I’ve just found out that I’ll be saying this before most of you get to the top of the hill. Which is something of a relief, but also presents a logistical challenge.
Today, I and my parents, and both the chicklets will be marching for independence for Scotland. That’s a big thing, three generations of us all together, adding our voice or rather, our bodies to the cause. Just as we have done all our lives.
So, it matters to me – really matters – for us all to be together. I feel the tears welling up just thinking about it.
Us being part of the throng climbing Calton hill is a big deal. Personally and more generally, for numbers and solidarity count. This is about making a statement to the naysayers – we have grown since last year, there are more of us on this journey, showing that independence is not just a minority sport.
Ignore the polls and use your eyes. See how many we are, who believe, who are already voting yes. Join us.
I’ll just have to make it work.
I’ll be up the hill, down the hill and back up the hill. Which is a bit of a metaphor really for the journey our nation has been on.
At various points since 1967, we’ve thought we were close. 1999 was the high point for many – indeed, the reputation of the devolved Scottish Parliament suffered for the unrealistic expectations we bestowed on its limited powers and ambitions.
But it has, indeed, proven to be a stepping stone. We want more, we’re maybe not sure just how much more, but more it is. More powers, more control, more say. For those of us who believe in going all the way, we are now so near to the peak of our aspiration, we can taste, feel and see it. It’s not in the distance, it’s looming into view.
But what does it mean and what should it mean? And how do we make sure we get there?
It’s on the banned list these days but I want to talk about freedom. Seeing as I don’t have the erse for a Braveheart moment, it wont be about freedom in the obvious sense.
Imagine you could make one change in your life. It might be a big change, with considerable impact on your community or your country – getting rid of nuclear weapons comes into this category. Or it might be a small and personal one, something which would revolutionise your family’s or your life. A new job, getting rid of your debts, better and more affordable childcare, a new kitchen.
The reason you want this change – you might even have it as a goal – is because it would make life better. It will smooth out the edges, it would deliver a difference, small or huge.
And that is the point of independence. It’s about being free to make change happen.
Because even those small changes are things you cannot make on your own. Your freedom to change, to choose to make life better is constrained by laws and rules, some of which make sense, many of which we wonder what the point of them is. Particularly the ones that make life hard for the many and appear to favour the few.
Close your eyes and think about Scotland. What makes you proud. What makes our country great. Our people, our resources, our heritage, our landscape. Our humour, our culture, our creativity and our endeavour. Even on occasion our sporting prowess.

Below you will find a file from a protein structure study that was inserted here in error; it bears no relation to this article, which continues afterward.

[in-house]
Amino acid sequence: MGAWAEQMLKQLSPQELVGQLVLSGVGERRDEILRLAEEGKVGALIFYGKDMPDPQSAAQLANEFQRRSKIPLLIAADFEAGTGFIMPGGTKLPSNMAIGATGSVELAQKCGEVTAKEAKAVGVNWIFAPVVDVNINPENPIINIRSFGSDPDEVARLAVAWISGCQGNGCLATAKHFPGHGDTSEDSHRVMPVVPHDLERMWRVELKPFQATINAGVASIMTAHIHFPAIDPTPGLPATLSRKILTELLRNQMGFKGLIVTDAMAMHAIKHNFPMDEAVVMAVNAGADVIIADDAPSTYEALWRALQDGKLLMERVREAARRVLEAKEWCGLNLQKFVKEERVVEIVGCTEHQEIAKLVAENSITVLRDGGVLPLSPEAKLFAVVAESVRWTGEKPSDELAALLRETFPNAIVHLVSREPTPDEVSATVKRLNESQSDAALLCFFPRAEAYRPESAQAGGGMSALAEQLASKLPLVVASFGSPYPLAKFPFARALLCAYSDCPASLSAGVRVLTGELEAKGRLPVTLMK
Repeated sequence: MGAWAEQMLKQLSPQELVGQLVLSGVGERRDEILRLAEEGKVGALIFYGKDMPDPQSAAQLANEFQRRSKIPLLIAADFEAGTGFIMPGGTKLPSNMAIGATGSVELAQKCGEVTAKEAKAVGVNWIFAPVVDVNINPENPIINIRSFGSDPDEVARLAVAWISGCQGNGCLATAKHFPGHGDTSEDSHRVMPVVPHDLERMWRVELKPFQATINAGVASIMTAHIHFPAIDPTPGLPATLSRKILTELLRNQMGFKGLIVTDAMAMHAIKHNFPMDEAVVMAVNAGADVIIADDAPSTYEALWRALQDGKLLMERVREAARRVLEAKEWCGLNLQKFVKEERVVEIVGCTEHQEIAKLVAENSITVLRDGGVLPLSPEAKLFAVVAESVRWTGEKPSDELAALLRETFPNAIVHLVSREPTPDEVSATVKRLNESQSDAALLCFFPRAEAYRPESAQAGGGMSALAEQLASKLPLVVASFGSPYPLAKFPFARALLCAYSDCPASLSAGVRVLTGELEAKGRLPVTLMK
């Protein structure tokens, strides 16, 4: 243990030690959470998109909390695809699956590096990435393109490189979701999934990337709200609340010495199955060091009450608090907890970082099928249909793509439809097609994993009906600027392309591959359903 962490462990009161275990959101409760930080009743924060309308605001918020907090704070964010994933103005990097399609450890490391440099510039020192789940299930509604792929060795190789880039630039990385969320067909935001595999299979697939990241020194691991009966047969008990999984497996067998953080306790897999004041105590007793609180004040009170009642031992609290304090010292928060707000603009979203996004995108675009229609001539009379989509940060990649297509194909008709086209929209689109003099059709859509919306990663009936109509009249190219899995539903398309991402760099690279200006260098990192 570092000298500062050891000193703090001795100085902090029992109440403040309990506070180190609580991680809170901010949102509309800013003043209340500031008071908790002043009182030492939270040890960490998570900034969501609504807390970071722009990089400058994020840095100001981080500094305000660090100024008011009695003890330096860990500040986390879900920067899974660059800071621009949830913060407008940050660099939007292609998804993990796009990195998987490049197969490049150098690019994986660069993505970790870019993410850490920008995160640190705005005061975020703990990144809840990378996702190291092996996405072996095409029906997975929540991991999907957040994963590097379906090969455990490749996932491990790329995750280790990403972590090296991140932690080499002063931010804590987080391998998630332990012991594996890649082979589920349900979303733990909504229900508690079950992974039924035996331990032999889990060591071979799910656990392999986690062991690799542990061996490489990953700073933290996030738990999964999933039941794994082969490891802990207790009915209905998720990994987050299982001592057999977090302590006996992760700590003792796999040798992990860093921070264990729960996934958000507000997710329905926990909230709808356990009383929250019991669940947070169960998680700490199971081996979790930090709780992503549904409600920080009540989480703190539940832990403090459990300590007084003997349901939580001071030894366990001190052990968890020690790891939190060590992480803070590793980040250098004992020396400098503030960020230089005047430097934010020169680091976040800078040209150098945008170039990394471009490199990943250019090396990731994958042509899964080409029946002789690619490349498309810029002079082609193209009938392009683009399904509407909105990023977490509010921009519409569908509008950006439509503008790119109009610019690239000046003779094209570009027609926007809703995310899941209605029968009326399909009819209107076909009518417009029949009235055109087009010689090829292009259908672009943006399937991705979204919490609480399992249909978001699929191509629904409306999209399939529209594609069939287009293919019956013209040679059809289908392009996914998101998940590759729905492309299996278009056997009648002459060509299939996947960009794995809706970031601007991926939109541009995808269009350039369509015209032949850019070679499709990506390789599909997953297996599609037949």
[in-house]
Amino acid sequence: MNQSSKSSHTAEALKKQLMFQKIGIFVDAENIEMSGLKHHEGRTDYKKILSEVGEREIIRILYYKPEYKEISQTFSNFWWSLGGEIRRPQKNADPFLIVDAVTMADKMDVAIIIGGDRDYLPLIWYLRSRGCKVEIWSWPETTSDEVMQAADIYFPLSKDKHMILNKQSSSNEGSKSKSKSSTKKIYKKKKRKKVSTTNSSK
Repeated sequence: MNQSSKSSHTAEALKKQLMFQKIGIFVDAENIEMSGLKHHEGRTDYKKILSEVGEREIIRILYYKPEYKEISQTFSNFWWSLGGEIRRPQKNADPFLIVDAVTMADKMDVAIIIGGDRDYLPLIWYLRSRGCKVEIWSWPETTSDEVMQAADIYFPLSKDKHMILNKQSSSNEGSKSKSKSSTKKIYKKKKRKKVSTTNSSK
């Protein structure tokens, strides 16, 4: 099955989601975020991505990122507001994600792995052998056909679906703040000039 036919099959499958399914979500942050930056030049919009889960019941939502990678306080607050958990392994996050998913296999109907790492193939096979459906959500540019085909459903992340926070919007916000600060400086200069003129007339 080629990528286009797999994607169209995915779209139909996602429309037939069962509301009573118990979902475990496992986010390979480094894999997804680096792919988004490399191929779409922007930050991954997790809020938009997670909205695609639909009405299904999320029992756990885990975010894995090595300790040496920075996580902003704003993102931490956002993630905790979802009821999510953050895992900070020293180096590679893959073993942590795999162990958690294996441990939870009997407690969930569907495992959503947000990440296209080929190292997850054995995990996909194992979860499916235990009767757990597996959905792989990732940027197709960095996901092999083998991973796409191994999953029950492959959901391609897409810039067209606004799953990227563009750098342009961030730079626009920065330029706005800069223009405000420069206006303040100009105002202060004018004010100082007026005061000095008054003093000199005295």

But also think about the problems. Poverty, inequality, waste, ill-health. What would you like Scotland not to be?
And consider how you might achieve that. By voting no and staying as we are? Constantly buttressed by frustrations, niggles and inertia? With decisions made far from us, often by a government whose values we do not share and whom we did not vote for?
When the current Conservative government chooses not to regulate the banks, chooses not to raise taxes for the richest, decides to commission more nuclear weapons, and decides to take us to war (or at least tries to) – just, incidentally as the Labour government did before it – whose interests are they pursuing? Ours or theirs?
There are no guarantees with voting yes. But voting yes to Scotland being an independent country is only the first step. A yes vote is also a vote to commit ourselves to working – all of us – as though we really are in the early days of a better nation. There are things that we might not wish to change in those early days, because it is better in the short term to stay as we are.
Currency and monarchy come into those. Do I wish for us always to have a monarch as our Head of State? No. Do I want it to be the first thing we expend our energy on trying to change? No to that as well. The time to have that debate and possibly make that change will come, once Scotland is an independent nation, taking and making decisions for ourselves.
It won’t ever happen without voting yes, though.
Is voting yes a risk? Yes and no. It’s not a panacea. The day after is when the hard work, the real work starts.
When Scotland is independent, we will all be – or at least, all could be – working for the common weal. For what matters to Scotland. For what would change our country. And will make us fairer, healthier, wealthier in every way.
And that’s why this debate – this last year of campaigning is about freedom.
Vote yes on 18 September 2014 and we choose to be free. And we get the freedom to choose.
For freedom, as Albert Camus suggested, is nothing but a chance to be better.